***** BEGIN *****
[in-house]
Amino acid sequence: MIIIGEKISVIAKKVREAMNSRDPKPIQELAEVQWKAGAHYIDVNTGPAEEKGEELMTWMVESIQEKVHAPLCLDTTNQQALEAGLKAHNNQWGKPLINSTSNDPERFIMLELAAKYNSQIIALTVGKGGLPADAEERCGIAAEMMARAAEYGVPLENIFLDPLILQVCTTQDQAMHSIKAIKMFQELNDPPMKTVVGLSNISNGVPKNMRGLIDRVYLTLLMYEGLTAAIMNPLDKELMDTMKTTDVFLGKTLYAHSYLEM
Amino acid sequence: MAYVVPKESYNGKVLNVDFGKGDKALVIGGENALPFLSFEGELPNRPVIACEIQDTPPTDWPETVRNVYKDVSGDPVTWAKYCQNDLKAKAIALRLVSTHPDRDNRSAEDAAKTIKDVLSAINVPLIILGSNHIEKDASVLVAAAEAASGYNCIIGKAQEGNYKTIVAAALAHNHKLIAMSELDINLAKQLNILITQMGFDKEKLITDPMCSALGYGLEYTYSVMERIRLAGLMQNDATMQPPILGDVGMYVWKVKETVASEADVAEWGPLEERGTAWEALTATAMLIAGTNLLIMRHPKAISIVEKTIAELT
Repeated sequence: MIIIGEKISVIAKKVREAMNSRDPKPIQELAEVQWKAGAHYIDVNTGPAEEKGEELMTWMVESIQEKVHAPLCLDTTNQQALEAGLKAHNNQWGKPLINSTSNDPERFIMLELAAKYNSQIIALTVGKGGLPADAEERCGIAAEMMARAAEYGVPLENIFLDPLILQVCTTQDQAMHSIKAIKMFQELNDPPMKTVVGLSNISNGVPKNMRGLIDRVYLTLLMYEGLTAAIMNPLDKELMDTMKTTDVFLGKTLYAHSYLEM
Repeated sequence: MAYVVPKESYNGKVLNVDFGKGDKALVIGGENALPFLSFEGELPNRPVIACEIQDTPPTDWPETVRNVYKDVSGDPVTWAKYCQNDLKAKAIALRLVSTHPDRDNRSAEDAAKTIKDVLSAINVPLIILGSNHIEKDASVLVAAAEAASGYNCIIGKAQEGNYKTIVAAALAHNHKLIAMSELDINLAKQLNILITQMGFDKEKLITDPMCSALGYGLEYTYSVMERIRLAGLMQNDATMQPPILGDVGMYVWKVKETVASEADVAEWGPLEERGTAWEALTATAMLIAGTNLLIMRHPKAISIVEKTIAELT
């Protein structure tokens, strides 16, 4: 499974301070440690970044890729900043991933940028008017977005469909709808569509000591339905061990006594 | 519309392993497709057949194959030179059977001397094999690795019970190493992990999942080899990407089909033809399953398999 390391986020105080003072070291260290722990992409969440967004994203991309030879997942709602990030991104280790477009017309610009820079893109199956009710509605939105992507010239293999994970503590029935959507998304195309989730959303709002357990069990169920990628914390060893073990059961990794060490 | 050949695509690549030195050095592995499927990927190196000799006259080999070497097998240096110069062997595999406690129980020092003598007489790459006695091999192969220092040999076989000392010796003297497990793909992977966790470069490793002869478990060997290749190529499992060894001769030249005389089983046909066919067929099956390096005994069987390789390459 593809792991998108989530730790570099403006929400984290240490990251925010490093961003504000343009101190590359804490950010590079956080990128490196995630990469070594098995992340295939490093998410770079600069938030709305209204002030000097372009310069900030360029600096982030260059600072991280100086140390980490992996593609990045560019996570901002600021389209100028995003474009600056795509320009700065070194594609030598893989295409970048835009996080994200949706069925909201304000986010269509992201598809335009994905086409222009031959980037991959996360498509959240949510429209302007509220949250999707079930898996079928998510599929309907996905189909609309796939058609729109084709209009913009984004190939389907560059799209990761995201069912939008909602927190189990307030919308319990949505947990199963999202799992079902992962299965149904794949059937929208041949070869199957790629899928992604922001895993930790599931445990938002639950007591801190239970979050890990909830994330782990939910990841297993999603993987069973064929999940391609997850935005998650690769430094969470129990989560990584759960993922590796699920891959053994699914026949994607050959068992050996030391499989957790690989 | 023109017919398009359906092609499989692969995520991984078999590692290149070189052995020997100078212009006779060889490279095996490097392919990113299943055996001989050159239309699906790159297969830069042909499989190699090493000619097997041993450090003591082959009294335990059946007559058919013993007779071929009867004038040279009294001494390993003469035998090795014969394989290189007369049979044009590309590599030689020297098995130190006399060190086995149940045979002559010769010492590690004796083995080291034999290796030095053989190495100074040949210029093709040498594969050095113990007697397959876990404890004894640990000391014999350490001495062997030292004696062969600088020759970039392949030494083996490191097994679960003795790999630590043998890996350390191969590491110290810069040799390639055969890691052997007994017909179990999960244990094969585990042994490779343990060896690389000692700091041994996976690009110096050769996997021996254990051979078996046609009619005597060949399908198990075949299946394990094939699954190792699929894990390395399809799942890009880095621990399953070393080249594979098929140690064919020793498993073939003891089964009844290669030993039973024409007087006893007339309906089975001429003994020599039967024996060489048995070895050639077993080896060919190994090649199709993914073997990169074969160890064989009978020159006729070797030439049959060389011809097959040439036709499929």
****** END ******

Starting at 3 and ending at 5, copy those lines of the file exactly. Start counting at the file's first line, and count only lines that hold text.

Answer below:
Amino acid sequence: MAYVVPKESYNGKVLNVDFGKGDKALVIGGENALPFLSFEGELPNRPVIACEIQDTPPTDWPETVRNVYKDVSGDPVTWAKYCQNDLKAKAIALRLVSTHPDRDNRSAEDAAKTIKDVLSAINVPLIILGSNHIEKDASVLVAAAEAASGYNCIIGKAQEGNYKTIVAAALAHNHKLIAMSELDINLAKQLNILITQMGFDKEKLITDPMCSALGYGLEYTYSVMERIRLAGLMQNDATMQPPILGDVGMYVWKVKETVASEADVAEWGPLEERGTAWEALTATAMLIAGTNLLIMRHPKAISIVEKTIAELT
Repeated sequence: MIIIGEKISVIAKKVREAMNSRDPKPIQELAEVQWKAGAHYIDVNTGPAEEKGEELMTWMVESIQEKVHAPLCLDTTNQQALEAGLKAHNNQWGKPLINSTSNDPERFIMLELAAKYNSQIIALTVGKGGLPADAEERCGIAAEMMARAAEYGVPLENIFLDPLILQVCTTQDQAMHSIKAIKMFQELNDPPMKTVVGLSNISNGVPKNMRGLIDRVYLTLLMYEGLTAAIMNPLDKELMDTMKTTDVFLGKTLYAHSYLEM
Repeated sequence: MAYVVPKESYNGKVLNVDFGKGDKALVIGGENALPFLSFEGELPNRPVIACEIQDTPPTDWPETVRNVYKDVSGDPVTWAKYCQNDLKAKAIALRLVSTHPDRDNRSAEDAAKTIKDVLSAINVPLIILGSNHIEKDASVLVAAAEAASGYNCIIGKAQEGNYKTIVAAALAHNHKLIAMSELDINLAKQLNILITQMGFDKEKLITDPMCSALGYGLEYTYSVMERIRLAGLMQNDATMQPPILGDVGMYVWKVKETVASEADVAEWGPLEERGTAWEALTATAMLIAGTNLLIMRHPKAISIVEKTIAELT